If You Missed The Last Meeting…

Mary Burns

By Mary Burns
Secretary
Orlando Central Florida Chapter STC
secretary@stc-Orlando.org

If you missed the last meeting…

At September’s meeting, members enjoyed an awesome introduction to technical communication in an Agile environment.  “Bending without Breaking: Info Doc Flexibility with Agile” was virtually presented by Alyssa Fox, Secretary of STC and Director of Information Development at NetIQ.

Agile is a methodology that favors an incremental, evolutionary approach to software development and involves everyone who touches the software, from developers to product owners to doc writers, in the process. Where the traditional “waterfall” method involves separate phases for design, coding, testing, and documentation, Agile includes a whole-team, user-oriented focus on each piece of new development, with the flexibility to change requirements.

Done right, Agile eliminates what Alyssa calls “done” versus “done-done”—“software coded” versus “software coded, QA’d, and documented.”

The colorful and kinesthetic Agile vocabulary added a lighthearted note to the presentation, along with inspiration to think about applying Agile principles, if not the full methodology, in our own projects:

  • Scrum master—Not an action hero, but the facilitator and cheerleader of a “scrum” team consisting of a development team (including tech comm) and product owner (customer advocate).  Team members perform specialized tasks and help others with tasks everyone can do, such as automated testing.
  • Sprint—Development period, for example a month, during which the scrum team goes all-out to produce shippable software. Preceded by sprint planning and reviewed in a sprint retrospective, the sprint enables the team to improve their performance over time, reducing end-of-sprint crunches and technical debt (rollover from past sprints).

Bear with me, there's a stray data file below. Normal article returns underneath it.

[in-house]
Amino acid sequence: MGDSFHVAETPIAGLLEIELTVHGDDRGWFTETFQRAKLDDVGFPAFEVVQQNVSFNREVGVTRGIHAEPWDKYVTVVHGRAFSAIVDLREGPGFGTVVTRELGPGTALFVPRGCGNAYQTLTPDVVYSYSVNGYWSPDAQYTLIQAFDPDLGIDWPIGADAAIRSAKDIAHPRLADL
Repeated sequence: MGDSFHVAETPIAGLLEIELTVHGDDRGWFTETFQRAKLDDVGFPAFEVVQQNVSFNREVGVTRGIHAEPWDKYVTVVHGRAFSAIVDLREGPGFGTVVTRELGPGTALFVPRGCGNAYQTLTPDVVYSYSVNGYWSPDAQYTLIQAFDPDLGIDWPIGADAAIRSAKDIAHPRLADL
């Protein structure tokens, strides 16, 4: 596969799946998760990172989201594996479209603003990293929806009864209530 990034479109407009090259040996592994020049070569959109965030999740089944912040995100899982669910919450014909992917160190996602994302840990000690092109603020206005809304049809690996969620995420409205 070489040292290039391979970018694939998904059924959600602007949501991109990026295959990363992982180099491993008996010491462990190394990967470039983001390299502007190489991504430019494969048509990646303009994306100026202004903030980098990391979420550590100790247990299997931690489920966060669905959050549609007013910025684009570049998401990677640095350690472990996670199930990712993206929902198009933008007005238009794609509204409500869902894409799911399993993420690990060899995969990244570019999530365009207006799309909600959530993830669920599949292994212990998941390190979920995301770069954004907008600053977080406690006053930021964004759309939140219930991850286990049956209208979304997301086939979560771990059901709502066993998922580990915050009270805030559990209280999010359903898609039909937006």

• User story—Narrative that casts the user as the hero. What are users trying to do in Feature Land? What is functionally broken?  How will they know it is fixed? The hardest part of planning in Agile, the user story forces the team to consider the user’s perspective. User stories are the basis of development during a sprint.
  • Backlog—Collection of user stories that mature before entering a sprint. Rather than growing, user stories become smaller, starting out as “epics” that may divide into “themes,” which then yield groups of individual user stories. User stories remain in the backlog until the entire team votes them into a sprint, a process dubbed “planning poker.” Voting is based on estimated effort and stimulates discussion, “same-page-ness,” and clearer requirements.

 

 

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